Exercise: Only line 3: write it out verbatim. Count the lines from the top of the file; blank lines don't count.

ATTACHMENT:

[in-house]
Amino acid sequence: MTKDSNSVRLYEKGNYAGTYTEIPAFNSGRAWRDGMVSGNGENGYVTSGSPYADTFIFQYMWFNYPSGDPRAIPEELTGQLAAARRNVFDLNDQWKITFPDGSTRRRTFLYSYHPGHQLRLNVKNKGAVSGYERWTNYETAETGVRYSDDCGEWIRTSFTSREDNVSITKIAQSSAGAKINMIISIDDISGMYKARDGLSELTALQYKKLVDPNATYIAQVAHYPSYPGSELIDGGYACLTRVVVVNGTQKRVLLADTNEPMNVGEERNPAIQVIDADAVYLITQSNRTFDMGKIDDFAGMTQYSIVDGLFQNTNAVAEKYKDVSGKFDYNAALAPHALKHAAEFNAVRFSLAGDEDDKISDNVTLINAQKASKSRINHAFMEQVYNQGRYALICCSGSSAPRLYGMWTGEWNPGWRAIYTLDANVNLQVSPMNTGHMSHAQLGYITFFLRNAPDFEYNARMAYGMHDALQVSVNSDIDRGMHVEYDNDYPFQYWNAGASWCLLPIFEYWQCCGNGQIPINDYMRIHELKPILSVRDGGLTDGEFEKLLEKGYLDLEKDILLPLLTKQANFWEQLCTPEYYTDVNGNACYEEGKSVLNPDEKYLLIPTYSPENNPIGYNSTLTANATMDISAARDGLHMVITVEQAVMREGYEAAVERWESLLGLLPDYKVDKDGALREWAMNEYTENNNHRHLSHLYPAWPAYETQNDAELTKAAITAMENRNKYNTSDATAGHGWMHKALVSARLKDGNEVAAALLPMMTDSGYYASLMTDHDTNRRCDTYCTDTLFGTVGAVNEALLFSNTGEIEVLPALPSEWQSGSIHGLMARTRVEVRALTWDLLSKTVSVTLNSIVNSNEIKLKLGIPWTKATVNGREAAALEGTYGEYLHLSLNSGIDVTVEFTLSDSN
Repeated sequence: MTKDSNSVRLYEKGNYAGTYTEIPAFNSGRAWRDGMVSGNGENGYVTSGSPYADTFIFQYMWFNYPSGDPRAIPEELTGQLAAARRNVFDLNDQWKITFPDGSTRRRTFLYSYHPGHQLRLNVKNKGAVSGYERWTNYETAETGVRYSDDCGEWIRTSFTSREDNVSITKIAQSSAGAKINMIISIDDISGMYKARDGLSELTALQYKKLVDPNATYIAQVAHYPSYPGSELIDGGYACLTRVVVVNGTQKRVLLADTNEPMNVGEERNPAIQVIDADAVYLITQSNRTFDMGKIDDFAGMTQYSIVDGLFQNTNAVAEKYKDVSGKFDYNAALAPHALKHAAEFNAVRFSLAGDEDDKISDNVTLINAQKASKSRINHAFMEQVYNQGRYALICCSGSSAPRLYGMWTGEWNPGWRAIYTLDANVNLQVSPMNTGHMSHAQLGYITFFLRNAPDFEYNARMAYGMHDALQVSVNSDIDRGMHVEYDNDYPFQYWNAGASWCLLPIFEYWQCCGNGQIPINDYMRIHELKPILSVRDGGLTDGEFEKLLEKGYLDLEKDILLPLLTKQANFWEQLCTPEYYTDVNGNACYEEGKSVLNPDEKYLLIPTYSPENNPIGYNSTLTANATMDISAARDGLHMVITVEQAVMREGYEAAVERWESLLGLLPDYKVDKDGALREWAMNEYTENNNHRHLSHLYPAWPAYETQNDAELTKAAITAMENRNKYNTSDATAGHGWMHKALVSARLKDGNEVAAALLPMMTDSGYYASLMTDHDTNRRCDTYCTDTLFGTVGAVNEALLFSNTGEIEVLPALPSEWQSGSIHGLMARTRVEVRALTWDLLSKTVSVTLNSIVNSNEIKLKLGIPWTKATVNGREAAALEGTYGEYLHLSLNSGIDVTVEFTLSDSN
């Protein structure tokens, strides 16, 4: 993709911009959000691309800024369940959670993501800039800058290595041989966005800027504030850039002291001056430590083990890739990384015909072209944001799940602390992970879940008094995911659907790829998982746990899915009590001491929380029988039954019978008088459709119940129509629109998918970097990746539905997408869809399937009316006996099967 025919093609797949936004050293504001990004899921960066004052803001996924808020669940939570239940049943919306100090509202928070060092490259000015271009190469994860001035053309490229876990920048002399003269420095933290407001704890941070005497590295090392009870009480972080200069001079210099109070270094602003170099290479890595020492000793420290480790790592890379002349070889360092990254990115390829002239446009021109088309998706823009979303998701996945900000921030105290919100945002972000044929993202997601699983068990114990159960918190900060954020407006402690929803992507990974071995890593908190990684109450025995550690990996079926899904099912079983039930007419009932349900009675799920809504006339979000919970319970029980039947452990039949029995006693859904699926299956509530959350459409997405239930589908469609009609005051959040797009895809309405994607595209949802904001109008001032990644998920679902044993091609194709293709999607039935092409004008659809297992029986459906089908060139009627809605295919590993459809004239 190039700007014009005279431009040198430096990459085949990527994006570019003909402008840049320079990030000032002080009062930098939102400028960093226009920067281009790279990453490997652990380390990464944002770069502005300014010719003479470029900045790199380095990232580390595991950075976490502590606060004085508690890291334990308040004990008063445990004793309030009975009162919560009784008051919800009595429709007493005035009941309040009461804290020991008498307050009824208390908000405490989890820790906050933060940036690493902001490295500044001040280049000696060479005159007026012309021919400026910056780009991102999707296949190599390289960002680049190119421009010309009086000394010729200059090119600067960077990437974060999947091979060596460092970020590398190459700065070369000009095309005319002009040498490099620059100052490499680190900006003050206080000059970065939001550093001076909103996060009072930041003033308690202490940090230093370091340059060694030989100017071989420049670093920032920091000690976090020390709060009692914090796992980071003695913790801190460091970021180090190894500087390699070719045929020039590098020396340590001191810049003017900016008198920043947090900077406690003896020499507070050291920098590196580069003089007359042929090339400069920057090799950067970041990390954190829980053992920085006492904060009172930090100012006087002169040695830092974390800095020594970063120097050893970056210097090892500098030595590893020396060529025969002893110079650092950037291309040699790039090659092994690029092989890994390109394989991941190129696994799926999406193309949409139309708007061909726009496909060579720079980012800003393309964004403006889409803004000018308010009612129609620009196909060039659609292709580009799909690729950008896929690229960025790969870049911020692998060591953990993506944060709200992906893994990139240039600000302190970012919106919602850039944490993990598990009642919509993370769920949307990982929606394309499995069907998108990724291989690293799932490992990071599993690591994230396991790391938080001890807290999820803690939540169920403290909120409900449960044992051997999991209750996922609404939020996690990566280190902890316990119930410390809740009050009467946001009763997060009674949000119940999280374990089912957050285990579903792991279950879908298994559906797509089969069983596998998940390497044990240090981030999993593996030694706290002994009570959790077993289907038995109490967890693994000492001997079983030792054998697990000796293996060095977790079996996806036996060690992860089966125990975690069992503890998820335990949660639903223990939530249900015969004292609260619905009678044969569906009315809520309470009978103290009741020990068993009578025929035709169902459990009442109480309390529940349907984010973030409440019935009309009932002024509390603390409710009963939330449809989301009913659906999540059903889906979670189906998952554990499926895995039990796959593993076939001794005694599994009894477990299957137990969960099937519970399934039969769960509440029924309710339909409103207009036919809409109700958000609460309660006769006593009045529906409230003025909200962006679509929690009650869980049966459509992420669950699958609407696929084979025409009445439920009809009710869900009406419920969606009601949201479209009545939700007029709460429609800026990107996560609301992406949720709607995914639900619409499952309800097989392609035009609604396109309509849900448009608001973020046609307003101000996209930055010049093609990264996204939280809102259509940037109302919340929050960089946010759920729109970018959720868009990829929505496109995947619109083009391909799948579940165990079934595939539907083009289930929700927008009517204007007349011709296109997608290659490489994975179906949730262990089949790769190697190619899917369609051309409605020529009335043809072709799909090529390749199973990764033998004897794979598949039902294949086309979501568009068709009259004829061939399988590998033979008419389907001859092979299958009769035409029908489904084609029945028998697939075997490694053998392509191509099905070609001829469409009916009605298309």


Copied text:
Repeated sequence: MTKDSNSVRLYEKGNYAGTYTEIPAFNSGRAWRDGMVSGNGENGYVTSGSPYADTFIFQYMWFNYPSGDPRAIPEELTGQLAAARRNVFDLNDQWKITFPDGSTRRRTFLYSYHPGHQLRLNVKNKGAVSGYERWTNYETAETGVRYSDDCGEWIRTSFTSREDNVSITKIAQSSAGAKINMIISIDDISGMYKARDGLSELTALQYKKLVDPNATYIAQVAHYPSYPGSELIDGGYACLTRVVVVNGTQKRVLLADTNEPMNVGEERNPAIQVIDADAVYLITQSNRTFDMGKIDDFAGMTQYSIVDGLFQNTNAVAEKYKDVSGKFDYNAALAPHALKHAAEFNAVRFSLAGDEDDKISDNVTLINAQKASKSRINHAFMEQVYNQGRYALICCSGSSAPRLYGMWTGEWNPGWRAIYTLDANVNLQVSPMNTGHMSHAQLGYITFFLRNAPDFEYNARMAYGMHDALQVSVNSDIDRGMHVEYDNDYPFQYWNAGASWCLLPIFEYWQCCGNGQIPINDYMRIHELKPILSVRDGGLTDGEFEKLLEKGYLDLEKDILLPLLTKQANFWEQLCTPEYYTDVNGNACYEEGKSVLNPDEKYLLIPTYSPENNPIGYNSTLTANATMDISAARDGLHMVITVEQAVMREGYEAAVERWESLLGLLPDYKVDKDGALREWAMNEYTENNNHRHLSHLYPAWPAYETQNDAELTKAAITAMENRNKYNTSDATAGHGWMHKALVSARLKDGNEVAAALLPMMTDSGYYASLMTDHDTNRRCDTYCTDTLFGTVGAVNEALLFSNTGEIEVLPALPSEWQSGSIHGLMARTRVEVRALTWDLLSKTVSVTLNSIVNSNEIKLKLGIPWTKATVNGREAAALEGTYGEYLHLSLNSGIDVTVEFTLSDSN